Scientific advice on cutting your Christmas cake

By Oli Usher, on 18 December 2014

Francis Galton was a pioneer of genetics and heredity (if you like him) or eugenics (if you don’t). He was also Charles Darwin’s cousin. Although Galton never worked at UCL, he was close to the institution, in particular as a close collaborator of Karl Pearson, the founder of UCL’s statistics department. Galton left his collections to the college on his death in 1911.

He was unquestionably brilliant, but also a problematic figure, particularly by today’s standards. In his partial defence, the term ‘eugenics’ – which he coined – was far less loaded in his time than it is today. The depravity of the Third Reich was yet to come, and the worst abuses of European colonialism were not widely known. Both, of course, were rooted in the ‘scientific’ racism of eugenics. Moreover, things which are quite uncontroversial today, such as contraception, were considered to be part of eugenics.

But for good reasons, he remains controversial.

Galton cakes

Galton was a polymath, working across disciplinary boundaries and making contributions to many areas of knowledge. One of his more offbeat proposals is reproduced above: a letter to Nature, proposing a new and efficient way of cutting cakes, based on ‘scientific principles’. ‘Scientific principles’ in this case appear to mean avoiding the cut surfaces drying out, no matter how ridiculous the method turns out to be.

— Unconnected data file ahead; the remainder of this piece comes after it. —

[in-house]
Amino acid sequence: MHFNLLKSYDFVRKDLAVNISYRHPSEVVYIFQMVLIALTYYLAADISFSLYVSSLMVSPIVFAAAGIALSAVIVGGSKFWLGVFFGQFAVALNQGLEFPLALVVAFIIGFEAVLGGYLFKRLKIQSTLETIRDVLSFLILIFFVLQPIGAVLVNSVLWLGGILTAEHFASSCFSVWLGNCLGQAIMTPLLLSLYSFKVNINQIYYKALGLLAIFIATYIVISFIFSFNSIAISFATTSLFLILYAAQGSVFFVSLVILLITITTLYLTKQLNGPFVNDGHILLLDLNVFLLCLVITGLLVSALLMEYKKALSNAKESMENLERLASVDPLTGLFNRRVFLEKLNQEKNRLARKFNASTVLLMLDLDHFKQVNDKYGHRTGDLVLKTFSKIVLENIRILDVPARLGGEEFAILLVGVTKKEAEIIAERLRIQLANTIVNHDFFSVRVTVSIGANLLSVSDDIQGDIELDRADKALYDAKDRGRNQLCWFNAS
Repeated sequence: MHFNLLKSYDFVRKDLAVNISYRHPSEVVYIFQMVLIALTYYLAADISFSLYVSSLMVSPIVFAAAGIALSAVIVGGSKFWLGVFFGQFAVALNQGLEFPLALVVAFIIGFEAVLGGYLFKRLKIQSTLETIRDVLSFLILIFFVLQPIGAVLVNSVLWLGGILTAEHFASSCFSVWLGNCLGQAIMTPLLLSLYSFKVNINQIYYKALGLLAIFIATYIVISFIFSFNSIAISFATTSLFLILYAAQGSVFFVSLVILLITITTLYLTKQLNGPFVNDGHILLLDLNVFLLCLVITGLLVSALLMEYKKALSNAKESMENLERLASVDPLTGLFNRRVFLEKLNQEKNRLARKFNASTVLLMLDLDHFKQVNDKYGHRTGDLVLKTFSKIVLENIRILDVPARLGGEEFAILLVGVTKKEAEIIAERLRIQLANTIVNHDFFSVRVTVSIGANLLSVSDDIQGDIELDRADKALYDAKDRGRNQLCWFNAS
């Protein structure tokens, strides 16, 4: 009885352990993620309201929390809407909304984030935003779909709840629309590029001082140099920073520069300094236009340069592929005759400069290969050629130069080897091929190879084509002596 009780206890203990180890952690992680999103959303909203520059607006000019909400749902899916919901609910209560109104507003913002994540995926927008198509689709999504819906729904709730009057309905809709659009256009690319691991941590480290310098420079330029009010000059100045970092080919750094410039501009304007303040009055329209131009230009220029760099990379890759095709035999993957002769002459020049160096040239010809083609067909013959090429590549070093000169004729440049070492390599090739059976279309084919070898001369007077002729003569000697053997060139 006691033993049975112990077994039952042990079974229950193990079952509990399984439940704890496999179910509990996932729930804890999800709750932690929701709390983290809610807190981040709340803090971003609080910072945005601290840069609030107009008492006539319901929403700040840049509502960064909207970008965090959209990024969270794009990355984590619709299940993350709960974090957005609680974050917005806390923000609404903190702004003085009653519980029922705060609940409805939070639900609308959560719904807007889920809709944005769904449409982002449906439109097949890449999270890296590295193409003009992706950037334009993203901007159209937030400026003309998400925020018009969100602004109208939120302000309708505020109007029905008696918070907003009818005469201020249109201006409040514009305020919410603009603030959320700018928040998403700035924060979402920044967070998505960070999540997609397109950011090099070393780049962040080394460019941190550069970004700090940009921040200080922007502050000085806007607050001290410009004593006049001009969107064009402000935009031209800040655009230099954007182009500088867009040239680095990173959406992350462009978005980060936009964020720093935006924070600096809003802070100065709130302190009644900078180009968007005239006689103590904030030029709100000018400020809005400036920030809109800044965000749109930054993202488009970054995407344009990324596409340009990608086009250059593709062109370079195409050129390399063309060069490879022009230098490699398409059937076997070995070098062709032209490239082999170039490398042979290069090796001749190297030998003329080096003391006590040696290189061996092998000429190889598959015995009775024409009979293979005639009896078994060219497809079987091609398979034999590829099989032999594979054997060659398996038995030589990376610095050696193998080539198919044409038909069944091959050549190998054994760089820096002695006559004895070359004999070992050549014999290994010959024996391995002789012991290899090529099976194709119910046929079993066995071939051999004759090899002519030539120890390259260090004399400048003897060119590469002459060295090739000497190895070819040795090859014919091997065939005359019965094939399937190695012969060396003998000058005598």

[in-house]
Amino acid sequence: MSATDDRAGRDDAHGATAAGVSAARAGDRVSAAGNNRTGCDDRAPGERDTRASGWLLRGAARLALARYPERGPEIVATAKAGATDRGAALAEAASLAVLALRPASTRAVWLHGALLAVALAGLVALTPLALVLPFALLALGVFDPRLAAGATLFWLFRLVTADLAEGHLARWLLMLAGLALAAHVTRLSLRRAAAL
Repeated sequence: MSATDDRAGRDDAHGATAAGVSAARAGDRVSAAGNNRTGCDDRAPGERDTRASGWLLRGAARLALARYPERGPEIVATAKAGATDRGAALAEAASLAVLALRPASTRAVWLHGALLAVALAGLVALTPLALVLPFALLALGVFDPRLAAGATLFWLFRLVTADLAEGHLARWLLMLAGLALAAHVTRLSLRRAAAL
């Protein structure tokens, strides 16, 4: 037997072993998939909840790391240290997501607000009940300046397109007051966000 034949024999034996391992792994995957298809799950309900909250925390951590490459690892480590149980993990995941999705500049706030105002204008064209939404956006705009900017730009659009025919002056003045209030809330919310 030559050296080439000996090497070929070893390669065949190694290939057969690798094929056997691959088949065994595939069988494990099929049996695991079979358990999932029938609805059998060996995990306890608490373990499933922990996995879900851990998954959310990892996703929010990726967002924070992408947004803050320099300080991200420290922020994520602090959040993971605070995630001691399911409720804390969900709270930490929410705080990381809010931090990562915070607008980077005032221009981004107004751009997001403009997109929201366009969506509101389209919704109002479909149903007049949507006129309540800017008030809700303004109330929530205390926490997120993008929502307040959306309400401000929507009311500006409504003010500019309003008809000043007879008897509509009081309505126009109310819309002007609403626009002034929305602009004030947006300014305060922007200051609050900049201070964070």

Here at the UCL Science blog, we think his work on cake is like his work on heredity: historically interesting, but contentious.

We would also like to propose a more efficient way of slicing a cake, which like Galton’s, avoids the surfaces drying out, but unlike Galton’s, requires no elastics and produces equally-sized and shaped slices: cut the cake horizontally.

Merry Christmas.

Tip of the hat to Prof Joe Cain.